- DRF Bets
- Handicapping & PPsThoroughbred Past Performances
ReportsPremium NewsDigital PapersHorsemen's Products
- DRF Classic PDF PPs
- DRF Formulator PPs
- DRF EasyForm PPs
- Daily Racing Program PPs
- Equibase PPs
- TrackMaster PPs
- Using Timeform Ratings
- NewsCategoriesTrack Notes
- Learn to Play
- History of Horseracing
- How to read PPs
- How to use EasyForm
- How to use Formulator
- How to use TicketMaker
- Beyer Speed Figures
- Moss Pace Figures
- Using Race Shape Symbols
- Using Timeform Ratings
- BreezeFigs Handicapping
- Wagering and Winning
- Harness Night School
- Point of Call Index
- 3-Year Best Time Chart
- DRF TV
- StorePast Performances
- Compare all DRF PPs
- DRF Formulator PPs
- DRF Classic PPs
- DRF EasyForm PPs
- Daily Racing Program PPs
- Expanded Closer Looks
- Equibase & Trackmaster PPs - Thoroughbred
Belmont Stakes horse profiles
-Pedigree profiles by Lauren Stich
STRENGTHS: Birdstone is the only Belmont starter with a Grade 1 triumph over this surface, the Champagne last October. The son of 1996 Derby hero Grindstone exploded onto the scene in his Saratoga debut, and his juvenile campaign, albeit brief, was a successful one. It's reasonable to throw out his Derby debacle because he suffered through a rough trip over the sloppy strip. Believers in Birdstone, a half-brother to last year's Kentucky Oaks winner, Bird Town, will be tempted by a big price Saturday afternoon. Trainer Nick Zito had horses finish second in the Belmont five times, and he and Edgar Prado, aboard for Sarava's Belmont upset in 2002, form a capable team.
WEAKNESSES: Many things went wrong during Bird-stone's march to the first Saturday in May. His Lane's End flop at 3-5 odds led to the departure of perennial Eclipse winner Jerry Bailey. Any hopes of pre-Derby vindication were dashed when an elevated white blood count caused him to miss the Blue Grass. His recent form seemingly leaves him on the outside looking in at Smarty Jones and Rock Hard Ten. Birdstone has never reached a 100 Beyer, and it's questionable that he'll be set for a career best at 1 1/2 miles with only two dull efforts in the past three months.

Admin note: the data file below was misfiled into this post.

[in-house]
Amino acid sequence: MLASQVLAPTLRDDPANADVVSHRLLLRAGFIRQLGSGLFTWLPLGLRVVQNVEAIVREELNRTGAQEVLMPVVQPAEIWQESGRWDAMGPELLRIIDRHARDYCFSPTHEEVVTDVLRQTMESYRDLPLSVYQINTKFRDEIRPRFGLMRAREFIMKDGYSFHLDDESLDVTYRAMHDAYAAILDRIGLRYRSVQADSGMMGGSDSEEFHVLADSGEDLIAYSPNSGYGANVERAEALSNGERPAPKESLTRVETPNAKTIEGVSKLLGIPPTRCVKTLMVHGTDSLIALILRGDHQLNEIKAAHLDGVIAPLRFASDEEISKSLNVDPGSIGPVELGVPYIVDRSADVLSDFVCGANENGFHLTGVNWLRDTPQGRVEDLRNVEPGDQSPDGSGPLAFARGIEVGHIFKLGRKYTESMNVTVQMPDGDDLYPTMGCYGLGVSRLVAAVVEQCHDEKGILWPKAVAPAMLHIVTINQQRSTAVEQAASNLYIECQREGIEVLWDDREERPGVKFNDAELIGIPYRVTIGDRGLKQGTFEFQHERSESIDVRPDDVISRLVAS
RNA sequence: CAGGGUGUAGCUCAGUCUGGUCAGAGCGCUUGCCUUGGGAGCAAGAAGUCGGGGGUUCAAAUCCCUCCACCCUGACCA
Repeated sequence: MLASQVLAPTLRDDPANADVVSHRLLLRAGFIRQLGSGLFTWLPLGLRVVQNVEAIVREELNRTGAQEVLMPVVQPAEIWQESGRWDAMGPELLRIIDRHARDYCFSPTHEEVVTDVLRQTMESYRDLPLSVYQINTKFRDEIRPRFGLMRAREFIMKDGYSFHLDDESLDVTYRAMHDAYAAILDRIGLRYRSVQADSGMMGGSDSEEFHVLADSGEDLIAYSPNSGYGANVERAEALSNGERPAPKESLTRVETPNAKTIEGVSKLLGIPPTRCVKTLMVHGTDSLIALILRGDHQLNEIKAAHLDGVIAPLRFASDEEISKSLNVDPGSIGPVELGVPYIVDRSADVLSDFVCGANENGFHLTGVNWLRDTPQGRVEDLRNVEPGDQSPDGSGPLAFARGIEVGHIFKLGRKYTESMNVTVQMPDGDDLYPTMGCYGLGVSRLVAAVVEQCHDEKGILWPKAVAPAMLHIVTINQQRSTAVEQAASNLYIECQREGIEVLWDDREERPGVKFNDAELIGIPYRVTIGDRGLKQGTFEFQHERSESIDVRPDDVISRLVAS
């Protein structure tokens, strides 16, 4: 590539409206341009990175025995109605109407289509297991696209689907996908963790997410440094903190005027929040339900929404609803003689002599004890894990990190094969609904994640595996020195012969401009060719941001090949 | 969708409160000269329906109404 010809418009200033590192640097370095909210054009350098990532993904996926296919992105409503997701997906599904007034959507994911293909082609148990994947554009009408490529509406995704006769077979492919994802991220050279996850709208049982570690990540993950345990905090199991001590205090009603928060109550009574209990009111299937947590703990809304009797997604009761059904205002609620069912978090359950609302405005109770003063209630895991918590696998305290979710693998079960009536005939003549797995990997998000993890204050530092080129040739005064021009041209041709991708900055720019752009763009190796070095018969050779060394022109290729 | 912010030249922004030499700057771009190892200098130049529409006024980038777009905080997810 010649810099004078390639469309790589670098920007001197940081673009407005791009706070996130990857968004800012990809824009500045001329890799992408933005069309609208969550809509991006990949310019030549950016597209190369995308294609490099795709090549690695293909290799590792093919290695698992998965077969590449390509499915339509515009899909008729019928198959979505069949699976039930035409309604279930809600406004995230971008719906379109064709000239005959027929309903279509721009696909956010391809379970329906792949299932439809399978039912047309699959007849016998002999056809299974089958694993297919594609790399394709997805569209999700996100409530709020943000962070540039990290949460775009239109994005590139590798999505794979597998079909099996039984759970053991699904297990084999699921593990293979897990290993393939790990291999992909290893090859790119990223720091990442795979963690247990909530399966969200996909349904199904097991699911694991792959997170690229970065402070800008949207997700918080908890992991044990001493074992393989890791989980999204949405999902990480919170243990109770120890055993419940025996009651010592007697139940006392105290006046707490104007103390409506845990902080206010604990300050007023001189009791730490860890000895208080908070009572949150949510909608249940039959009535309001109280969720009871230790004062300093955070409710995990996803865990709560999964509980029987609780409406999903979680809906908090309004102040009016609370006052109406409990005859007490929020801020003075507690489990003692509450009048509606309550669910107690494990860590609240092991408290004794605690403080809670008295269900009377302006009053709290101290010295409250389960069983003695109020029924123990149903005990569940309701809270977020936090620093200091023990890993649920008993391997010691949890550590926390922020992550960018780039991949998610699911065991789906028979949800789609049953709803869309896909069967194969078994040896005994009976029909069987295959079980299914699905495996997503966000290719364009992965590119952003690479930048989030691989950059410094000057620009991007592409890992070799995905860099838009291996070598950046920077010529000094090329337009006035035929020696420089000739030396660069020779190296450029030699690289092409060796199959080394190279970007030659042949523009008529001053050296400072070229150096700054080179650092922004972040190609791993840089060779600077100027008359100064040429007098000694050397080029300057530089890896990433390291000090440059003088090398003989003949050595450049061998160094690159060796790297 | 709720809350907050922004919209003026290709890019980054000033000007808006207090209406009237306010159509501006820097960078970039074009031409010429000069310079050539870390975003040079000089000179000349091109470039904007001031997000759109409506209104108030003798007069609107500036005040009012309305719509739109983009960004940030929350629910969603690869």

STRATEGY: The compact Belmont field isn't expected to race at any kind of breakneck pace early. Prado's best move may be to stalk pedestrian fractions from close range, or even uncharacteristically seize command of a paceless race and slow things down to a walk.
VALUE: Birdstone should go postward at around 20-1 on Saturday. It will be interesting to see whether he or Royal Assault, his barnmate and fellow longshot, receives more wagering support. Birdstone's best use may be in the third slot of trifectas, if he can grind out a minor award.
- Paul Malecki
SIRE LINE: His sire, Grindstone, won the Kentucky Derby, but in another twist of breeding, both Grindstone and Unbridled's Song - two sons of stamina influence Unbridled - have proven thus far to be speed influences. Birdstone is a member of Grindstone's fifth crop, and Grindstone's other stakes winners include Ekolu Place, a Group 3 miler in Japan; Ommadon, who won the Nashua Stakes at 2; Emery Board (Go for Wand Stakes); Heirloom Diamond (Blue Hen Stakes); and Executive Air.
FEMALE FAMILY: Like Rock Hard Ten, Birdstone has a high-class female family cultivated by C.V. Whitney. Fourth dam Honey Dear produced Ashland Stakes winner You All, who, in turn, produced multiple stakes winner Hush Dear. Bred to Theatrical, Hush Dear produced stakes winner Noactor, and bred to Storm Bird, Hush Dear produced Dear Birdie, who was stakes placed on turf. Dear Birdie has become an exceptional broodmare, producing last year's 3-year-old filly champion, Bird Town, stakes-placed Mountain Bird, and Birdstone.
PEDIGREE PATTERN: Grindstone is a speed influence, and unless he is bred to a mare by an established stamina influence, he is unlikely to get a runner who would be at his best at 1 1/2 miles. Birdstone's damsire is Storm Bird, the sire of 1990 Derby runner-up Summer Squall and Storm Cat, but he usually adds more brilliance than stamina to a pedigree.
STRENGTHS: This mystery horse, who began his career in Mexico, easily won two of his first three starts. He failed to fire in his first American appearance, the Grade 3 Holy Bull at Gulfstream, but then ran a respectable third to Birdstone in an allowance. His only other graded-stakes appearance was in the Grade 3 Swale, where he trailed throughout at 51-1 with no known excuse. There is one particular strength worth noting: His last two victories, both at Hawthorne, were against older runners. In fact, in Caiman's win on May 1, he was the only 3-year-old in the field. The horse he defeated in that race, 5-year-old Tio Lupe, came back to win.